Horror games, much like reviews, are subjective. What one person finds to be nail-biting terror, another might see it akin to being savaged by a toothless Chihuahua. So deeming a game scary or not shouldn’t affect the review score, in theory.
For me, I’m not a fan. Yet, as a contradiction, I’ve played Alien: Isolation through three times, including nightmare difficulty. However, I hate playing it. It takes years off my life, it scares the piss out of me.
By and large, The Blackout Club terrifies me as a solo experience. However, does the addition of up to two friends sharing the load lessen the tension? Look at the transition from Dead Space to its third iteration. So this review is definitely going to be subjective based on my experience, but that doesn’t mean it will detract from what the game intends to do.
With that in mind, let’s delve into the madness of what you’re trying to perceive in The Blackout Club.
Set in suburban America (as is usually the case), groups of teenagers are finding themselves waking up in different places with no recollection of how they got there. Parents seem dismissive, despite the mystery of often waking up bruised, covered in mud and everything in between, so our intrepid group of player-created characters take it upon themselves to get to the bottom of it.
So far, so standard, right? Sounds like an entry in the Goosebumps series, what should I be afraid of? As it turns out, quite a bloody lot in this game terrifies me!
Unlike most horror games, in which either the enemies are predetermined, the jump scares already planned at certain points and such, The Blackout Club has a trick up its sleeve: the difficulty increases as a punishment to your poor playing. It sounds like an asinine way to build a game, because who wants the current threat of failure being punctuated by more terror? Yet developer Question has managed to weave in a very sinister force that will keep you on your toes. But first, let’s set the scene…
Waking up in the house alone, our temporary protagonist Isabella is at a loss at to where he parents are. After a few vague and confusing calls from them, Belle starts experiencing weird messages when she closes her eyes. Some of these act as tutorials, like learning how to jump and crouch, before becoming an aide to help escape from an unseen force.
And unseen it is, as the mysterious guide refers to it as The Shape. It’s only visible when you close your eyes (logic, right?), seen as a humanoid figure looming throughout the house. Once you’ve escaped through your basement, you discover not everything is as it seems, as a network of underground tunnels and floorplans of your house are discovered. Whilst trying to make sense of it all, Belle has to elude the game’s most common enemy: the Sleepers. Whilst blind, they have excellent hearing, relying on a heavy stealth emphasis and lure tactics.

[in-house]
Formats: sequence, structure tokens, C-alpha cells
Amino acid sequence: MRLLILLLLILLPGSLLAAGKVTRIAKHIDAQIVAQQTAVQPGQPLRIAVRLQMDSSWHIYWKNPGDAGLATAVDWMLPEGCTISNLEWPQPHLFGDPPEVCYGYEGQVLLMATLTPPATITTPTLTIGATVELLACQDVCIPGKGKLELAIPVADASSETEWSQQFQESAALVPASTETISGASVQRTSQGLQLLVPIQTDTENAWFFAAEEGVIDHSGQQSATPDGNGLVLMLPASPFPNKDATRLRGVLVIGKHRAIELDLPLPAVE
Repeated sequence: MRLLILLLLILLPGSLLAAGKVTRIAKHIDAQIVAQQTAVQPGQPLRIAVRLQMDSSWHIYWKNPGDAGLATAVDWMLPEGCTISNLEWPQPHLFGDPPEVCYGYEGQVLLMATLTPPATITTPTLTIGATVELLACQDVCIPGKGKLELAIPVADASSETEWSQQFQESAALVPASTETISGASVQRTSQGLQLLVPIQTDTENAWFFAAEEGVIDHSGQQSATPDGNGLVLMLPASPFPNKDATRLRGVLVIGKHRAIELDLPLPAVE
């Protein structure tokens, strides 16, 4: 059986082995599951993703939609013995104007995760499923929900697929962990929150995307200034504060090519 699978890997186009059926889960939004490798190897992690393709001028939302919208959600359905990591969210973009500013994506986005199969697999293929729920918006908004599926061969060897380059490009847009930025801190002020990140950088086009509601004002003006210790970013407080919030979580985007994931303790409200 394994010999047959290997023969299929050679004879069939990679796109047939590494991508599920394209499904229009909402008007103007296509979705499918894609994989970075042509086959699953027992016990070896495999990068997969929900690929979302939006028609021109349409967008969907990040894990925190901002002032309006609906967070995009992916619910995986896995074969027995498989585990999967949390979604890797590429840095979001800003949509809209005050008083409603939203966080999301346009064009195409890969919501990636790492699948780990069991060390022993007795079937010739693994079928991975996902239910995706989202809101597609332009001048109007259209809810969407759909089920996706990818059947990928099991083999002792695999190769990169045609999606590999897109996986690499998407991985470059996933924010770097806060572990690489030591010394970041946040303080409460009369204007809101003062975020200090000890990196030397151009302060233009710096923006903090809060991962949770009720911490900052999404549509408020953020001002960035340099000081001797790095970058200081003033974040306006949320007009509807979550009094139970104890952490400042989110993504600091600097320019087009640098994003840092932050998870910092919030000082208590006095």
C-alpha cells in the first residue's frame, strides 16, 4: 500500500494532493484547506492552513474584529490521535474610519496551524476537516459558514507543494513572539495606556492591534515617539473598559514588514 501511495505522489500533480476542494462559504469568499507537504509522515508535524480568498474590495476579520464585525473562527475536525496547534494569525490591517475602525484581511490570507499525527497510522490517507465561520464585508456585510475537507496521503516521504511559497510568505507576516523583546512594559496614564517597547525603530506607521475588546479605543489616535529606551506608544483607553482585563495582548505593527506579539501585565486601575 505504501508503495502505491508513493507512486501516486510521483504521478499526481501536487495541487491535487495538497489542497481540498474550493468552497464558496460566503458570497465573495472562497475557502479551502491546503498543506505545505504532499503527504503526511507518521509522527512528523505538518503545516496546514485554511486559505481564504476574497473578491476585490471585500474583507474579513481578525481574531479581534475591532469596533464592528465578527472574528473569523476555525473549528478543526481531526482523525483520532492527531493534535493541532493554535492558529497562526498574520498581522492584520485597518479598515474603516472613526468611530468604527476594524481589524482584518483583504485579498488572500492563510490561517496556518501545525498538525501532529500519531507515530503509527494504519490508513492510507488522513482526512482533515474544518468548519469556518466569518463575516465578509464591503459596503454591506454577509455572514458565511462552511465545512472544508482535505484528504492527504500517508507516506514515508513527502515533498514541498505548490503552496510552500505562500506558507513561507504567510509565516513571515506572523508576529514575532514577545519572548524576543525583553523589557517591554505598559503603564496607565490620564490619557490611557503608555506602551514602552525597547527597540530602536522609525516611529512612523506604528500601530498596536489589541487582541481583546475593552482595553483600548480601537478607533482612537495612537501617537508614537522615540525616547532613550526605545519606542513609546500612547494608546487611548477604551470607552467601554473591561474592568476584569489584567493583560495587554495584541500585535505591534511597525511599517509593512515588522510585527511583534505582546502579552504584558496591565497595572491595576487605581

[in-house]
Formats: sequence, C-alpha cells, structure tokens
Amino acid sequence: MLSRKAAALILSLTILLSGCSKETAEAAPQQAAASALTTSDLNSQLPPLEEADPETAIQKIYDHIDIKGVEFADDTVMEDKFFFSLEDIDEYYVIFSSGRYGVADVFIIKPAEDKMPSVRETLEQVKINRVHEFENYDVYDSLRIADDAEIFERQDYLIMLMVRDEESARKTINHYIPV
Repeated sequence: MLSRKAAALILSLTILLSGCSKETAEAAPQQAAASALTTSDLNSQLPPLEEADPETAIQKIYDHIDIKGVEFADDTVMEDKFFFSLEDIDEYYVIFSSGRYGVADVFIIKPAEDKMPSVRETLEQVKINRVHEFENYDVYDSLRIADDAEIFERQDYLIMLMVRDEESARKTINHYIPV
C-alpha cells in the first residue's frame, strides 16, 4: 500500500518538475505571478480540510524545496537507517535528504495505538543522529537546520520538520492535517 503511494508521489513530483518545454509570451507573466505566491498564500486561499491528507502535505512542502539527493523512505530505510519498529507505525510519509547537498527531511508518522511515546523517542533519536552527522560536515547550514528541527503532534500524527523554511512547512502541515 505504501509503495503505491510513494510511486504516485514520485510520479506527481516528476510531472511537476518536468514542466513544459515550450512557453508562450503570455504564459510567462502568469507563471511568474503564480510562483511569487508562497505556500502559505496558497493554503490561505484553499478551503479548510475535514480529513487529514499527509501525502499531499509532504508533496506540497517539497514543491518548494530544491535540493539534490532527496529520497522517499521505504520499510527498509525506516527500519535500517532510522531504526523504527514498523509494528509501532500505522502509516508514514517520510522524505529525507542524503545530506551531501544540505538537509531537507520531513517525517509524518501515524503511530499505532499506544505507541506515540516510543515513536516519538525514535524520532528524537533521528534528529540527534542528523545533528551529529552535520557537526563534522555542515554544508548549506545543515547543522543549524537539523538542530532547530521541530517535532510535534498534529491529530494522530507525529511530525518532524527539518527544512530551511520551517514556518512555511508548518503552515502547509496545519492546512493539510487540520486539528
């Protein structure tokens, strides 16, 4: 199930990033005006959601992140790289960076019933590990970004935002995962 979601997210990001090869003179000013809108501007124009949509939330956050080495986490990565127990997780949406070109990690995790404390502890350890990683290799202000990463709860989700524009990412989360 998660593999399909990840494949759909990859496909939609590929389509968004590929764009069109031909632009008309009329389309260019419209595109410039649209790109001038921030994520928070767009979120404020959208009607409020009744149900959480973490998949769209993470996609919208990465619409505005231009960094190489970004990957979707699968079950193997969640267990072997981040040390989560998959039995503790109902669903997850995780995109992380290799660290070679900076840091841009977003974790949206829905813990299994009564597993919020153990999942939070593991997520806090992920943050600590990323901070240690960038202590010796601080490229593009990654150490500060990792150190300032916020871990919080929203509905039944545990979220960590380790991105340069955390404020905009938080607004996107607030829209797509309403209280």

So far, so Outlast/Alien. Yet as you approach what appears to be a cult meeting, you’re suddenly apprehended by your parents, wearing the same attire as the mystery occupants. It appears that they worship this unseen force, as it appears there is something much more sinister at play. Belle manages to escape, but unfortunately gets caught with metres of the titular club’s hideout…
As far as introductions go, it had me in absolute chills and panic. As mentioned before: I’m not great with overwhelming odds when it comes to horror games. Once finished, the game opens up as you select your new player-created character, and the adventure to discover what’s going on begins. This is where my doubts into whether horror can withstand the multiplayer treatment came in, and as it turns out, I was wrong.
As I mentioned at the start, horror is purely subjective. What I find scary might be a walk in the park for some, so it’s always going to be hard to judge what is or isn’t terrifying. But to use Dead Space as an example, you only have to look at the inclusion of another player in the third game to see that it absolutely kills the tension and any kind of horror.
However, Question have employed a cunning mechanic that makes sure you don’t try to run and gun your way through it, as if strength in numbers is a literal expression. The old expression is “a problem halved is a problem shared”, but in this case, it’s quite the opposite. This time around, it’s more “if one person incurs the wrath of the Sleepers, the rest of you will be in the shit”, and it’s that which keeps the suspense alive in the game.